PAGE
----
10 Port Squadron Royal Engineers - Part III
So, Jim Balmer arrived in Singapore in 1960 ready to tackle the job of keeping some tugs and boats shipshape so that vital supplies could reach those fighting the terrorists 'up country'.
The 'craft' were there and, as we saw in part II, so were the people who were willing to give their all to the task in hand. And so to the necessary program of repairs. Jim's story continues ....
We undertook a major hull repair program in 1960-61 and this meant supervising the work in local shipyards. Z23 was the first to go, the hull being down to 1/16th of an inch of steel at the aft end. It was repaired and re-decked at the Singapore Slipway.
At a slipway, the vessel is placed on a large cradle which has been prepared with blocks to take the shape of the hull (flat in this case!) and is then hauled out of the water on the trolley.
The man in the water is a diver. He feels with his toes where the hull is in relation to the blocks and signals instructions to the men on the winches and pulleys. When it is firmly on the first blocks, the cradle and vessel can be pulled clear of the water. The diver could stay under the water for unbelievably long times - and still had all his toes.
Z23 leaving the water. Cpl Parkin, the bo'sun, is on the right.
Corrosion - Happening in the wrong place!
The corrosion at the aft end is mainly electrolytic action between the bronze propellers and the steel hull. Zinc blocks should be fitted to protect the steelwork but these had been removed or painted over 'because they were corroding badly' - exactly what they are there for! It's either them or the hull, and they are a lot cheaper.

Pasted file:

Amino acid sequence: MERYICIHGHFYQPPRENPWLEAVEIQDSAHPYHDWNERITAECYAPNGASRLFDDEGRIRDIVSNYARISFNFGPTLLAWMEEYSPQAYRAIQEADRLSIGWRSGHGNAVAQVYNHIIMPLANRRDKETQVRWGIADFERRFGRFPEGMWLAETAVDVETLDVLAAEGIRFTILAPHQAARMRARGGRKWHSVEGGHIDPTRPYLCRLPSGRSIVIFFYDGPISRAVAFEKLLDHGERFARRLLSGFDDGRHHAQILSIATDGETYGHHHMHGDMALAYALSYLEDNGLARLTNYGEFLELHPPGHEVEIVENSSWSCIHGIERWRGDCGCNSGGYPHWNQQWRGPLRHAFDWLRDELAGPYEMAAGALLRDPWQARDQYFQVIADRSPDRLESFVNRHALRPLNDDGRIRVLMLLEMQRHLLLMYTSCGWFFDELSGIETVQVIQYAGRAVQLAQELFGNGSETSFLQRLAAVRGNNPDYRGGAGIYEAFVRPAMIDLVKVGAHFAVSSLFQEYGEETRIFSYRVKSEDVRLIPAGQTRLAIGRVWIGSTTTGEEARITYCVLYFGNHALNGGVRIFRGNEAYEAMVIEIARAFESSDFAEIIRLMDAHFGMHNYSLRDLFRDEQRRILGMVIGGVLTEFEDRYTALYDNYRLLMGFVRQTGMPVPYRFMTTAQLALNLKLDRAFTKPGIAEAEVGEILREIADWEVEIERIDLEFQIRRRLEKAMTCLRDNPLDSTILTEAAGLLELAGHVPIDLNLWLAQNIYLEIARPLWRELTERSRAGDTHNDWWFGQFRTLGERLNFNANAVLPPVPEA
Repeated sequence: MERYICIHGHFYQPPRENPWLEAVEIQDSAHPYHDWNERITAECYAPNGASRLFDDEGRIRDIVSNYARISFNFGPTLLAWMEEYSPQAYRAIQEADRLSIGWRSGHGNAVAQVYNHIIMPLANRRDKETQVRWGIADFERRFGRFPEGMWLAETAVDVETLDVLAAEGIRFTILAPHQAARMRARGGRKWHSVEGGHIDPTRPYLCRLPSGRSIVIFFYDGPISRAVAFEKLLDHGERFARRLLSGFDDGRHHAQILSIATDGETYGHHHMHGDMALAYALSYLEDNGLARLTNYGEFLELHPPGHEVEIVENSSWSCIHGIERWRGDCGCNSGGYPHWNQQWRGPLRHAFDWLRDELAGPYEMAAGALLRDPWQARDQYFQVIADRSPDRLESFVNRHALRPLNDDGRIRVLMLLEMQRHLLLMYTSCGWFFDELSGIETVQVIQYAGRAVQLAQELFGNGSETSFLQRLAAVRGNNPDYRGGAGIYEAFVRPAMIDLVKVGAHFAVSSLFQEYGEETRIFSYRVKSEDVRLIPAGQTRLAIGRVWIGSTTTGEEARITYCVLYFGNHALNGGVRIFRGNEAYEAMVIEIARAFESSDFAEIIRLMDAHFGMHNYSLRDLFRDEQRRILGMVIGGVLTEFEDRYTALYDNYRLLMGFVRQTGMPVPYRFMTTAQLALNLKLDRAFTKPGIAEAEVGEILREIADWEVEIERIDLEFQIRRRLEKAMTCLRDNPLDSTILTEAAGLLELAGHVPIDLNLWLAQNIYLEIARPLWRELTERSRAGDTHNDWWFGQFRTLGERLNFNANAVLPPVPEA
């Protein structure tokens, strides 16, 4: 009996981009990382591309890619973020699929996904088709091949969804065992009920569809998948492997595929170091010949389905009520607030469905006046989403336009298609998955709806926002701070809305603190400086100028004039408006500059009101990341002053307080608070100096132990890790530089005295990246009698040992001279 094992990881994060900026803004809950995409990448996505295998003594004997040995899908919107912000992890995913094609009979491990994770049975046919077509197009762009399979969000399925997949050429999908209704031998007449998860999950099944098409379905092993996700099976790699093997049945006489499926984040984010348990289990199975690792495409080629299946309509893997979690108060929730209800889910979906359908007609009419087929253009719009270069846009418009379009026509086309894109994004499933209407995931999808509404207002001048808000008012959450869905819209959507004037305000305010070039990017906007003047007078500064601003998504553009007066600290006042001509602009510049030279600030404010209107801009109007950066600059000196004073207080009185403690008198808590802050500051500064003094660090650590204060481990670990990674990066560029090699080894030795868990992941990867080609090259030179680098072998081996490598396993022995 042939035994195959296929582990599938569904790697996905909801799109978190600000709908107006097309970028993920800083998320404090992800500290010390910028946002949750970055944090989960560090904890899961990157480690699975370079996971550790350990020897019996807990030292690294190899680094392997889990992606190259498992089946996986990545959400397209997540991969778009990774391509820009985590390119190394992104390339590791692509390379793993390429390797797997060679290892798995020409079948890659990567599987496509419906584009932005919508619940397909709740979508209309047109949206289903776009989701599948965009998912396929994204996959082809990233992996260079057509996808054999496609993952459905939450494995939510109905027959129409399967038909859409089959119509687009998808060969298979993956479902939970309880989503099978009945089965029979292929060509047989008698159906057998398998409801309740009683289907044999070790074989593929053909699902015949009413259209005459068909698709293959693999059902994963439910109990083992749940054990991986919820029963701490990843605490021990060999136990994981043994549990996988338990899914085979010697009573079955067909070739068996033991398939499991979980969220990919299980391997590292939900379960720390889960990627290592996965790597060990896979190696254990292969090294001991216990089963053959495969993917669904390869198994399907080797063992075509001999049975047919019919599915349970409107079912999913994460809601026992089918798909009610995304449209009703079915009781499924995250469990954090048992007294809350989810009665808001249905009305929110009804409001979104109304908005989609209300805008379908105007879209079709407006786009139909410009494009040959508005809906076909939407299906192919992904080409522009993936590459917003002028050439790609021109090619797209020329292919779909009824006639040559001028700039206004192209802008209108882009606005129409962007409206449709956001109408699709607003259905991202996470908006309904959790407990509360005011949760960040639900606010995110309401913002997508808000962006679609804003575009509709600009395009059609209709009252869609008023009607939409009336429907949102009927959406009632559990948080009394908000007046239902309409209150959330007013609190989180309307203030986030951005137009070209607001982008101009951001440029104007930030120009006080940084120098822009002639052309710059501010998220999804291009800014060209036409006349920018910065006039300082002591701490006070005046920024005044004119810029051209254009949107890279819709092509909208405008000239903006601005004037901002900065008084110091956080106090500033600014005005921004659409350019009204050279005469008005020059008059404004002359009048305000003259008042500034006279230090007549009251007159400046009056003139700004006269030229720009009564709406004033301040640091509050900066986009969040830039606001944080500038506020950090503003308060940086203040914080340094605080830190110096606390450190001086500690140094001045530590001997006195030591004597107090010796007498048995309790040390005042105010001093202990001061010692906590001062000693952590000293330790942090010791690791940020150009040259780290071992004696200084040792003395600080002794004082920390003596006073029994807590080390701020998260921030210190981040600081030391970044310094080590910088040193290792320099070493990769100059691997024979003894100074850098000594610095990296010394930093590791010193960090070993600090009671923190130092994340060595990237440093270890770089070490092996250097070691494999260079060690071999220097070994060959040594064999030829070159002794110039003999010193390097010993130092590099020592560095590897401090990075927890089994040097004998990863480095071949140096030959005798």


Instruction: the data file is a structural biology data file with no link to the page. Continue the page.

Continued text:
Phil Servante - at 10 Port Sqn RE
We have now received some fascinating images from Phil Servante. He writes:
"Jim Balmer's pictures of Z Craft at Tanjong Berlayer have certainly brought back memories to me.
I was at Tanjong Berlayer with 10 Port Squadron at the beginning of 1958 until the end of 1959.
I was there when the hard ramp that Jim describes in one of his pictures was under construction.
"I can remember the pile driver hammering away to be hastily stopped when it was discovered that the hammer was narrowly missing shells and other bits of ammunition that had been left over from WW11
I cannot believe how the Z Craft had deteriorated.
"I remember helping to unload Centurion Tanks at the Port of Singapore onto Z Crafts 22, 23, 24 and 25. The Z Craft took the weight and carried the Tanks to Tanjong Berlayer for them to be mothballed. Looking at the same craft in Jims photo’s only a few years later it appears they wouldn’t have been able to carry a car. "
Here are Phil's pictures:
Thanks very much for those evocative images, Phil. They will be of great interest to our readers ... and to Jim, methinks!
Brian butch Harris
We have received more fascinating images from Brian Harris who also served in 10Port Sqn and recognises many of the names mentioned. Here are two of his pictures with Brian's comments:
RPL 01 Avon - the first boat to be posted to 10 Port Sqn. Brian took theboat to Singapore late in 1961. She then went to Brunei where - she was there to supply the troops on the border.
RPL 04 Dart taken in Hong Kong in the early 80's having spent 1962 to 1967 in Sarawak.
Thanks very much for those evocative images, Brian. They will be of great interest to our readers.
This is not the end of the story. Let's hope that everyone will find time to write with more of this fascinating saga, and perhaps send us more photographs. If they do, we'll post them here very soon.
Go to the Port Squadron Story Page I
Go to the Port Squadron Story Page II